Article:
By J. Robert Moskin
An award-winning historian and journalist, J. ROBERT MOSKIN has written nine books. He served for nineteen years as an editor of Look magazine, spending the last five years as its Foreign Editor and was an editor of Collier’s and The Saturday Review, as well as the editorial director of The Aspen Institute and The Commonwealth Fund. His latest book is American Statecraft.
History Reader: American Statecraft: The Story of the U.S. Foreign Service is incredibly thorough, covering the entire history of the U.S. Foreign Service, as well as the history of the country. What do you hope people will gain from reading this book?
J. Robert Moskin: We Americans celebrate and raise statues for our warriors but we don’t even usually know who our diplomats are. And diplomats are the ones who prevent wars and solve problems without violence. That paradox is the central lesson of this book: There are other paths to solving international problems besides death and destruction. And often, not always, they work.
HR: You spent fifteen years researching the book, delving into the history in incredible detail. Are there any events during the long history of the Foreign Service that really stand out as something interesting that people may not know about?
JRM: Two things stand out: First is that without our diplomats it is unlikely that the North would have kept the United States united at the time of our Civil War; strong forces in Europe would have preferred to see a separate U.S. Confederacy and two nations across the Atlantic. Secondly, the expansion from the original thirteen states westward over land ruled by Britain and by Spain was achieved through diplomacy (except for the Mexican War). Without our diplomats, the vast land that makes up the U.S. could have been chopped into several entities.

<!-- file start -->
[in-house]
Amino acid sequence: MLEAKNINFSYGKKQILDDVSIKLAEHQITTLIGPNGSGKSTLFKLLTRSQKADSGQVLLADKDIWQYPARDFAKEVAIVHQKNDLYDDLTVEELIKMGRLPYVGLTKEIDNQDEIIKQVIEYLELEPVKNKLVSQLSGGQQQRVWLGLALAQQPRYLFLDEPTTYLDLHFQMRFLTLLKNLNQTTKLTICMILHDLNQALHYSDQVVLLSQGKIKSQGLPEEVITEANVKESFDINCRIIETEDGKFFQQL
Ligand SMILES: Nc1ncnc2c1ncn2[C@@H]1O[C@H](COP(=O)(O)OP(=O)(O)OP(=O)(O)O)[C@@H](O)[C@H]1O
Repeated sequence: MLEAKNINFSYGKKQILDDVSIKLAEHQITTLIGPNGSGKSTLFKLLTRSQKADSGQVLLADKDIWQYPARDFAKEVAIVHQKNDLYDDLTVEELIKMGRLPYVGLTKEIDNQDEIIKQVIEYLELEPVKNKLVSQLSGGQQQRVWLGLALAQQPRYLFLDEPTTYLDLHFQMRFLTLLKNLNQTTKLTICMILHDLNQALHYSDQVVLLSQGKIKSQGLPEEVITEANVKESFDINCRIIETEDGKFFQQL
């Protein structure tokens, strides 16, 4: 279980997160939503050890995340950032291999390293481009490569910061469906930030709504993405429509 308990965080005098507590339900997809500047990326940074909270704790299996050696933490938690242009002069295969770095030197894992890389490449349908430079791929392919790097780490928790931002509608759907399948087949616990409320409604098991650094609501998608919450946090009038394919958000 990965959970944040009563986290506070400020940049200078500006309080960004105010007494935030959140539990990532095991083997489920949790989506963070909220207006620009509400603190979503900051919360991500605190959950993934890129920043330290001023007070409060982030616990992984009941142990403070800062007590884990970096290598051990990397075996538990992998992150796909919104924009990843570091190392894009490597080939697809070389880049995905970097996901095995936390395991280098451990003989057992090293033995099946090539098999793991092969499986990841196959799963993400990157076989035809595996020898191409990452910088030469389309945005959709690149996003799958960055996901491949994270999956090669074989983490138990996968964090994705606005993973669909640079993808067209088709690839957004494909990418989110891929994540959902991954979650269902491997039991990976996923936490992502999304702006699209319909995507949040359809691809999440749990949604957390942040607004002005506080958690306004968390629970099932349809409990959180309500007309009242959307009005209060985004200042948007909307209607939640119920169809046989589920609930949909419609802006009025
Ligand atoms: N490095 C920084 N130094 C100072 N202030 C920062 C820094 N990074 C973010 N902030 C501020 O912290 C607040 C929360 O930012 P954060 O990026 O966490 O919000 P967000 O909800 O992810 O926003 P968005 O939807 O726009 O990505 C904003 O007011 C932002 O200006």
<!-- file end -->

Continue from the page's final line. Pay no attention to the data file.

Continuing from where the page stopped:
HR: The world has obviously changed quite a bit in the more than two centuries since America was founded. How has the role of diplomacy changed from the early days of the Republic to today?
JRM: In so many ways: In the beginning our diplomats were untrained “militiamen”; today they are for the most part highly professional careerists. Diplomacy used to be government talking to government; today, our diplomats also talk directly to the people abroad. The whole element of time has been revolutionized; it used to take months to get a message across the Atlantic and back; today it is almost instantaneous. In the early days, our diplomats who died abroad were killed by disease; more recently, they have been killed by terrorists. Those are some of the key changes.
HR: Over the course of U.S. History, there have been many notable diplomatic events and crises: multiple wars in the early days of the country, the Civil War, the Cuban Missile Crisis, the Iran Hostage Crisis, and recently, the attack in Benghazi to name a few. Which event or crisis do you think has had the most impact on the direction of the Foreign Service and how America conducts diplomacy?
JRM: Events and crises modify diplomacy but rarely change its direction. More often, only broader events have that much impact. The effects of World War I and II, for example, had enormous impact on our Foreign Service and our national place in the world. Before them, we were a much more isolated and secondary nation in the world. Afterwards, we were a world power.
HR: As an editor for Look magazine, your own career is very interesting. In fact, you have some firsthand experience with U.S. diplomacy abroad and even sat down with North Vietnamese leaders in Hanoi during the Vietnam War. What was it like to go behind enemy lines and speak with those leaders?
JRM: I made three trips to the Vietnam War as a journalist. The first two were entirely to the South, where the war was being fought. I went to Hanoi on the third trip. It took a year of intensive work to make it possible to go to Hanoi and then we had to fly via Moscow. Once there, I found the enemy leaders controlling but helpful. What surprised me the most was that in Saigon we could hear and see the war; but (except when we were bombing) the war was nowhere near Hanoi. The cocks crowing woke us in the morning.